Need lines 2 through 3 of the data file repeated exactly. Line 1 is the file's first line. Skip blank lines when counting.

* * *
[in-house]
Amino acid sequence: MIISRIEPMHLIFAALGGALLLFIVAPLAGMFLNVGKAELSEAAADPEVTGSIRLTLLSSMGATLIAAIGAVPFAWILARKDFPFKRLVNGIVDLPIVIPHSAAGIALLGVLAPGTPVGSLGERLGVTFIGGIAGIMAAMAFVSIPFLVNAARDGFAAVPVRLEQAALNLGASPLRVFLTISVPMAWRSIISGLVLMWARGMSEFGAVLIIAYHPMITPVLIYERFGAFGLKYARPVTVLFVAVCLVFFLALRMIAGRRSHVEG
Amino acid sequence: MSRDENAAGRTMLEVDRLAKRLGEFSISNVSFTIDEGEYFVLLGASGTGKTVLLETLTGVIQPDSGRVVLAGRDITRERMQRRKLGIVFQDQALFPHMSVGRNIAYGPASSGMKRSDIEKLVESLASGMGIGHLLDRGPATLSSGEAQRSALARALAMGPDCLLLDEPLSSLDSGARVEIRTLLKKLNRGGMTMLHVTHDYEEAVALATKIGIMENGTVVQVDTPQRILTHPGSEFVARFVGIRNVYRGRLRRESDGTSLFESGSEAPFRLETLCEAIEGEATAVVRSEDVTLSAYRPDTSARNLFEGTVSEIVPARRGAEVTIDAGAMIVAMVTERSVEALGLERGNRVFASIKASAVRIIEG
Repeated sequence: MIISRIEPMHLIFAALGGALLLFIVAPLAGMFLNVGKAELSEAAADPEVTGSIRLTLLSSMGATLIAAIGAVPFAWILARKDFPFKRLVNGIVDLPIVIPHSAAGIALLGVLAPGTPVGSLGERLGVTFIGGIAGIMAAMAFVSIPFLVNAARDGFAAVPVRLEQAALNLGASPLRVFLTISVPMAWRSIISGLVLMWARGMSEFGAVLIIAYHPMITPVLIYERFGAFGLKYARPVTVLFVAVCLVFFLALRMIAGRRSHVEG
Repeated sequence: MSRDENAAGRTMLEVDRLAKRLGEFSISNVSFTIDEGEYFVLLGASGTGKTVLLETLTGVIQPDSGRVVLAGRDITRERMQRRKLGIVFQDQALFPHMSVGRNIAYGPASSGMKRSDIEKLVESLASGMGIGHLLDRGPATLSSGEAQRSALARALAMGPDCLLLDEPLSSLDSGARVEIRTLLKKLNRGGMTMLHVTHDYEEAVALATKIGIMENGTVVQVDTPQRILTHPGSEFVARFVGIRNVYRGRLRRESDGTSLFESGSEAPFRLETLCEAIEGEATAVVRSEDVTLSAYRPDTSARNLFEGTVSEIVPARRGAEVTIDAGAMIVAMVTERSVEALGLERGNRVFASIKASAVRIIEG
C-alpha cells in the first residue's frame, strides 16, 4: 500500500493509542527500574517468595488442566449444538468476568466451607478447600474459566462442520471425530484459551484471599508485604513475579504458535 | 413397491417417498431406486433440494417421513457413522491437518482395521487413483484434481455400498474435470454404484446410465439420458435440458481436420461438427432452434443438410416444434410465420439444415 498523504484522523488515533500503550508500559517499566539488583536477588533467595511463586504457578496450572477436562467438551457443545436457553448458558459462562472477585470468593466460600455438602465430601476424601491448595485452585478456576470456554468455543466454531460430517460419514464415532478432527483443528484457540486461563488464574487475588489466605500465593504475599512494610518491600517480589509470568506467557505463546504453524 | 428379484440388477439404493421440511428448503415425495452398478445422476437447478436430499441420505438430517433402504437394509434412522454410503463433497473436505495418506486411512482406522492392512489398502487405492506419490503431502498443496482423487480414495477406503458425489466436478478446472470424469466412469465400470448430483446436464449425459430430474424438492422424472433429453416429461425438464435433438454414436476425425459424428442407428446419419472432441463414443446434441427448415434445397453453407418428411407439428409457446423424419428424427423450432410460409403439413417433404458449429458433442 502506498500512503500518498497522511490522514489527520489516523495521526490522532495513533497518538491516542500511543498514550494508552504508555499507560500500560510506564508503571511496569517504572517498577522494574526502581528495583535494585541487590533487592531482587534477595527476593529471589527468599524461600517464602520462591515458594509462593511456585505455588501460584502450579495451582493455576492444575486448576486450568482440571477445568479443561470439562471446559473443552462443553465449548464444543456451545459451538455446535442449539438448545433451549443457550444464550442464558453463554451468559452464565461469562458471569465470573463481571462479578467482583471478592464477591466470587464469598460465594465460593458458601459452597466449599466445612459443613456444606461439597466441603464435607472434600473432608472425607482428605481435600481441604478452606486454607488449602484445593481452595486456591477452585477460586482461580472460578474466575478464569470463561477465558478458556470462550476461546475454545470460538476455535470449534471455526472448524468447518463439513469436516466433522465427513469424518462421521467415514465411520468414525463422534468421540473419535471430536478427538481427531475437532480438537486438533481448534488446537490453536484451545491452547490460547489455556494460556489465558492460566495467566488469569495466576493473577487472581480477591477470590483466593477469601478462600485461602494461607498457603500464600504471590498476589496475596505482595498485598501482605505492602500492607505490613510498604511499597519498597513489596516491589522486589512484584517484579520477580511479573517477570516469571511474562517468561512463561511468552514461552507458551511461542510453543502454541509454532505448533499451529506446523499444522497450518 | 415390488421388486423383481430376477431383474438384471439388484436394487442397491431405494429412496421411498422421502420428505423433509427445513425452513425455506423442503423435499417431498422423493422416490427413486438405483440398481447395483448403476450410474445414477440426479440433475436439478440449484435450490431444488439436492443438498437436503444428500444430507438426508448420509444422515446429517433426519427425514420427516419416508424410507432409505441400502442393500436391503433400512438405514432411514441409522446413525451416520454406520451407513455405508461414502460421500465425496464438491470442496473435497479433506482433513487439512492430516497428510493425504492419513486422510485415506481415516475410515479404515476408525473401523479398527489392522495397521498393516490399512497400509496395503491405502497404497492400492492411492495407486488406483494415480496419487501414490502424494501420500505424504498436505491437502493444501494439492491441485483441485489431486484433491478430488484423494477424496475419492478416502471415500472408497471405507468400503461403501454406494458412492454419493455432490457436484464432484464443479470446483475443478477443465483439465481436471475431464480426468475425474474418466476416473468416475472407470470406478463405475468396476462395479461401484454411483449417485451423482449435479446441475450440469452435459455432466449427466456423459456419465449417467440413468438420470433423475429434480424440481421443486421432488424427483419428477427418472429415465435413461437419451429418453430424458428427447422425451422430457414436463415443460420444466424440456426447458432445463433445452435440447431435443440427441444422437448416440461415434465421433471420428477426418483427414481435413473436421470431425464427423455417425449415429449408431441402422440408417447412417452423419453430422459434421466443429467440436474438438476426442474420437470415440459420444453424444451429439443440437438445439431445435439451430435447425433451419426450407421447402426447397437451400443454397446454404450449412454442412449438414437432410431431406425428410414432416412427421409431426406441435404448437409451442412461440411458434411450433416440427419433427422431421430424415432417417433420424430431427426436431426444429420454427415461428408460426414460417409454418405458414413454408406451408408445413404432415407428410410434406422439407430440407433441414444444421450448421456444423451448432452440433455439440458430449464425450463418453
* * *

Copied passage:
Amino acid sequence: MIISRIEPMHLIFAALGGALLLFIVAPLAGMFLNVGKAELSEAAADPEVTGSIRLTLLSSMGATLIAAIGAVPFAWILARKDFPFKRLVNGIVDLPIVIPHSAAGIALLGVLAPGTPVGSLGERLGVTFIGGIAGIMAAMAFVSIPFLVNAARDGFAAVPVRLEQAALNLGASPLRVFLTISVPMAWRSIISGLVLMWARGMSEFGAVLIIAYHPMITPVLIYERFGAFGLKYARPVTVLFVAVCLVFFLALRMIAGRRSHVEG
Amino acid sequence: MSRDENAAGRTMLEVDRLAKRLGEFSISNVSFTIDEGEYFVLLGASGTGKTVLLETLTGVIQPDSGRVVLAGRDITRERMQRRKLGIVFQDQALFPHMSVGRNIAYGPASSGMKRSDIEKLVESLASGMGIGHLLDRGPATLSSGEAQRSALARALAMGPDCLLLDEPLSSLDSGARVEIRTLLKKLNRGGMTMLHVTHDYEEAVALATKIGIMENGTVVQVDTPQRILTHPGSEFVARFVGIRNVYRGRLRRESDGTSLFESGSEAPFRLETLCEAIEGEATAVVRSEDVTLSAYRPDTSARNLFEGTVSEIVPARRGAEVTIDAGAMIVAMVTERSVEALGLERGNRVFASIKASAVRIIEG